Tuesday, April 10, 2007

Fatherly Advice to Newlyweds

Dr. Brian J. Kopp

My advice to the Newlywed?
While you're young, use your head!
Have a baby...
Have a few!
I don't mean one,
or even two.
What about four?
How about eight?
(Making babies is really great!)

Don't worry about braces,
or college, or clothes.
Their every need
God already knows.
Then when you're old,
in time of need,
with no more clamoring mouths to feed,
look to your children
that you (and God) made,
to be your joy,
comfort, and aid.

Your babies today
are your greatest treasure.
You will receive
in the amount you measure.
God's greatest gift
to husband and wife?
A newborn baby.
An eternal life!

* * *

from Amazing Grace for Fathers

(The writer's only attempt at poetry, written on a napkin at a wedding reception.)

Today I did my presentation for apologetics class. It's half my grade, so I was pretty nervous. The topic was a defense against abuses of Natural Family Planning. It's surprising how controversial a topic that really is, even here at Christendom.

I was mainly arguing against the attitude of people who think everyone ought to be using NFP. But I am also concerned about people using it for trifling reasons.

The main point for me is that having children is a Good Thing. And as the poem above says, God can be trusted to work out the details.


Leah said...

Babies are indeed cool. Very cute poem!

I write poetry on napkins, too. ;-)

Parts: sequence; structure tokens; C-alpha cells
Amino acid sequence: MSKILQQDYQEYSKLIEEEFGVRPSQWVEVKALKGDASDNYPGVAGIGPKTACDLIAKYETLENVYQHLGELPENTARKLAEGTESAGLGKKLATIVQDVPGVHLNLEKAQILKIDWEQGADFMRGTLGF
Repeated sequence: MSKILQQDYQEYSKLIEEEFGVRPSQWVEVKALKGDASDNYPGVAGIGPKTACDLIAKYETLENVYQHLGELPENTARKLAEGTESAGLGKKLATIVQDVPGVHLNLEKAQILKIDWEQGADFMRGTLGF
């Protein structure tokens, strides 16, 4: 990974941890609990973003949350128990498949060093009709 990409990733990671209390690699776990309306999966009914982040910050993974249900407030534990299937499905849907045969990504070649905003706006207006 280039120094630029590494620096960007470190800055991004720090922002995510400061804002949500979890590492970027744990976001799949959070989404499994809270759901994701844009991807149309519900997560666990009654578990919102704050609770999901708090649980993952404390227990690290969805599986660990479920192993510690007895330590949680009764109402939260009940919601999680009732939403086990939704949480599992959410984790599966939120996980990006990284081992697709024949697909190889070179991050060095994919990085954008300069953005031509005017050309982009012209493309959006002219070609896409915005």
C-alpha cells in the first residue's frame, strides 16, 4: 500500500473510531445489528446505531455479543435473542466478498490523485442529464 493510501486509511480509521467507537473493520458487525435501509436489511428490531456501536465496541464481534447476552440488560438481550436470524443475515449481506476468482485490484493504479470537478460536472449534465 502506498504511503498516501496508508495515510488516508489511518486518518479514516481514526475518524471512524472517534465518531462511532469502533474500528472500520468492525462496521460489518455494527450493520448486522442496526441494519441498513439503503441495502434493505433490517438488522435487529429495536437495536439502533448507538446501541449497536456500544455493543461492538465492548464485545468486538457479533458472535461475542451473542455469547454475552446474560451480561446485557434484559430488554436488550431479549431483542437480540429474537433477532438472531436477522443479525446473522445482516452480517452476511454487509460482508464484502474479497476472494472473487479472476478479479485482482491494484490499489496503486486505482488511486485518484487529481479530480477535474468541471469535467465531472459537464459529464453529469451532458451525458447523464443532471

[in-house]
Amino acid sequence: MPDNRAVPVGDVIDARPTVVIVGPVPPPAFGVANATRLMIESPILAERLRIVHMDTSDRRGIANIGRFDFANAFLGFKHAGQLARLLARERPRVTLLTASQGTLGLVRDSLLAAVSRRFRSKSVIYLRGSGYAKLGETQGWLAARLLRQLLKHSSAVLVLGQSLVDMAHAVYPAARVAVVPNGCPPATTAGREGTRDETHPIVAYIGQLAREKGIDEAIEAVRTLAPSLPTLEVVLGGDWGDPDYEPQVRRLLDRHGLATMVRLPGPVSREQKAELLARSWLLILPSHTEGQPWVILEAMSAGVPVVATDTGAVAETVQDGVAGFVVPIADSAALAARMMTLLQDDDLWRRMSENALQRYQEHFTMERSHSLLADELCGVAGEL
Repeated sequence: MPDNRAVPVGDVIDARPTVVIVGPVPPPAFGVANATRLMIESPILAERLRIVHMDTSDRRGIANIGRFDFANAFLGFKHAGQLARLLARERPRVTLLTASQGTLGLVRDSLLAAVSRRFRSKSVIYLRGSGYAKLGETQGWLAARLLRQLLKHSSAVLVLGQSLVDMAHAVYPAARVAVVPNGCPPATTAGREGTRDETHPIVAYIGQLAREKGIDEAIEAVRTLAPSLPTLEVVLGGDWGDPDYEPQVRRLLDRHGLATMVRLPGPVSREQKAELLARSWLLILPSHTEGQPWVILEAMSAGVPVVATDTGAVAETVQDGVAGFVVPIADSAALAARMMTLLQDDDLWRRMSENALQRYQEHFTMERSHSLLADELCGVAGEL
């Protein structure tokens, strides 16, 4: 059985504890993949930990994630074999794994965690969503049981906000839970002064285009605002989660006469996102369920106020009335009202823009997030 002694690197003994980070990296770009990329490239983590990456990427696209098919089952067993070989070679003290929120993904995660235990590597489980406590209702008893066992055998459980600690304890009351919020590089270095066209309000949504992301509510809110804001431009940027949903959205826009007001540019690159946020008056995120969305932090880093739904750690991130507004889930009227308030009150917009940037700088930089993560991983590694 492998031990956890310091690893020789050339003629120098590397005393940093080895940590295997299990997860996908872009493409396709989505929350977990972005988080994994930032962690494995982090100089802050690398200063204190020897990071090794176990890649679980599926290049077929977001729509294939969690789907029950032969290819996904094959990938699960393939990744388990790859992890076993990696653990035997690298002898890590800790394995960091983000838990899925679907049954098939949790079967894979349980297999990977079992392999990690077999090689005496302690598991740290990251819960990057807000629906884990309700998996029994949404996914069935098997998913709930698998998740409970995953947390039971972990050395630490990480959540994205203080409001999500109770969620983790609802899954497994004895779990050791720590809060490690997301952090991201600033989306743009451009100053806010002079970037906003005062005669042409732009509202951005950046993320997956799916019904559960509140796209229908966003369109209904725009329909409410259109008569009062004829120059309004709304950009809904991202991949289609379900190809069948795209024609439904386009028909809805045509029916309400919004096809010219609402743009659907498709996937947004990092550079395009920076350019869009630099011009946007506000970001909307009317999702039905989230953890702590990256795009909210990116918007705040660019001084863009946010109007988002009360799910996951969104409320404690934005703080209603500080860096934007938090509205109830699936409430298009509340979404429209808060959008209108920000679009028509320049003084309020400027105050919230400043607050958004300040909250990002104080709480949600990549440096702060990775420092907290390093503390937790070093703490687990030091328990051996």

Santiago said...

God doesn't tell us to surrender our reason, and the use of our reason entails a sober assessment of means and resources at our disposal to raise children.

Sheila said...

For a start:

"Therefore I say to you, be not solicitous for your life, what you shall eat, nor for your body, what you shall put on. Is not the life more than the meat: and the body more than the raiment? Behold the birds of the air, for they neither sow, nor do they reap, nor gather into barns: and your heavenly Father feedeth them. Are not you of much more value than they? And which of you by taking thought, can add to his stature one cubit? And for raiment why are you solicitous? Consider the lilies of the field, how they grow: they labour not, neither do they spin. But I say to you, that not even Solomon in all his glory was arrayed as one of these. And if the grass of the field, which is to day, and to morrow is cast into the oven, God doth so clothe: how much more you, O ye of little faith? Be not solicitous therefore, saying: What shall we eat: or what shall we drink, or wherewith shall we be clothed? For after all these things do the heathens seek. For your Father knoweth that you have need of all these things. Seek ye therefore first the kingdom of God, and his justice, and all these things shall be added unto you." (Mt. 6:25-33)